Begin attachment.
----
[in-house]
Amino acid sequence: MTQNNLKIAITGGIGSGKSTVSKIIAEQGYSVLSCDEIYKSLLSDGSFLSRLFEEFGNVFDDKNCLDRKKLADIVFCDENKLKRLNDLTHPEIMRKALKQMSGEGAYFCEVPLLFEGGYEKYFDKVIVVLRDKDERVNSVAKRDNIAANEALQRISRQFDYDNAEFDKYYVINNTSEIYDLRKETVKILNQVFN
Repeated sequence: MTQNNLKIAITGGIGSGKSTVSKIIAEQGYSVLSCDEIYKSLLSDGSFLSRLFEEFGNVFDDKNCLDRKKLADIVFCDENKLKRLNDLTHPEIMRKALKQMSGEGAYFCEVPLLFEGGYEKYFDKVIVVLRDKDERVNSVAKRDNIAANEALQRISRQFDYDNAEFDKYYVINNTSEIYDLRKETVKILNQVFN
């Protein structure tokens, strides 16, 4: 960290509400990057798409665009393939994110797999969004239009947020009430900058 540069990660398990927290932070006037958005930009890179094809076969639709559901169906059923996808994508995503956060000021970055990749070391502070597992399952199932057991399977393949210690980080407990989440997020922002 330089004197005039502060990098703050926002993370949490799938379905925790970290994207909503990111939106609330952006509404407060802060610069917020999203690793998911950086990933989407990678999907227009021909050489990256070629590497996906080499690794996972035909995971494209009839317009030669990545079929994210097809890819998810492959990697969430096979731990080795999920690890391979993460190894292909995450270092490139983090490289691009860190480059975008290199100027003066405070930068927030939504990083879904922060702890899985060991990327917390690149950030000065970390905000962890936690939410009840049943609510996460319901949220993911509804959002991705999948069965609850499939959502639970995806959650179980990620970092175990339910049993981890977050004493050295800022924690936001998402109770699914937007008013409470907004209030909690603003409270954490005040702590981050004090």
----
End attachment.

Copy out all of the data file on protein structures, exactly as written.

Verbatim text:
[in-house]
Amino acid sequence: MTQNNLKIAITGGIGSGKSTVSKIIAEQGYSVLSCDEIYKSLLSDGSFLSRLFEEFGNVFDDKNCLDRKKLADIVFCDENKLKRLNDLTHPEIMRKALKQMSGEGAYFCEVPLLFEGGYEKYFDKVIVVLRDKDERVNSVAKRDNIAANEALQRISRQFDYDNAEFDKYYVINNTSEIYDLRKETVKILNQVFN
Repeated sequence: MTQNNLKIAITGGIGSGKSTVSKIIAEQGYSVLSCDEIYKSLLSDGSFLSRLFEEFGNVFDDKNCLDRKKLADIVFCDENKLKRLNDLTHPEIMRKALKQMSGEGAYFCEVPLLFEGGYEKYFDKVIVVLRDKDERVNSVAKRDNIAANEALQRISRQFDYDNAEFDKYYVINNTSEIYDLRKETVKILNQVFN
């Protein structure tokens, strides 16, 4: 960290509400990057798409665009393939994110797999969004239009947020009430900058 540069990660398990927290932070006037958005930009890179094809076969639709559901169906059923996808994508995503956060000021970055990749070391502070597992399952199932057991399977393949210690980080407990989440997020922002 330089004197005039502060990098703050926002993370949490799938379905925790970290994207909503990111939106609330952006509404407060802060610069917020999203690793998911950086990933989407990678999907227009021909050489990256070629590497996906080499690794996972035909995971494209009839317009030669990545079929994210097809890819998810492959990697969430096979731990080795999920690890391979993460190894292909995450270092490139983090490289691009860190480059975008290199100027003066405070930068927030939504990083879904922060702890899985060991990327917390690149950030000065970390905000962890936690939410009840049943609510996460319901949220993911509804959002991705999948069965609850499939959502639970995806959650179980990620970092175990339910049993981890977050004493050295800022924690936001998402109770699914937007008013409470907004209030909690603003409270954490005040702590981050004090």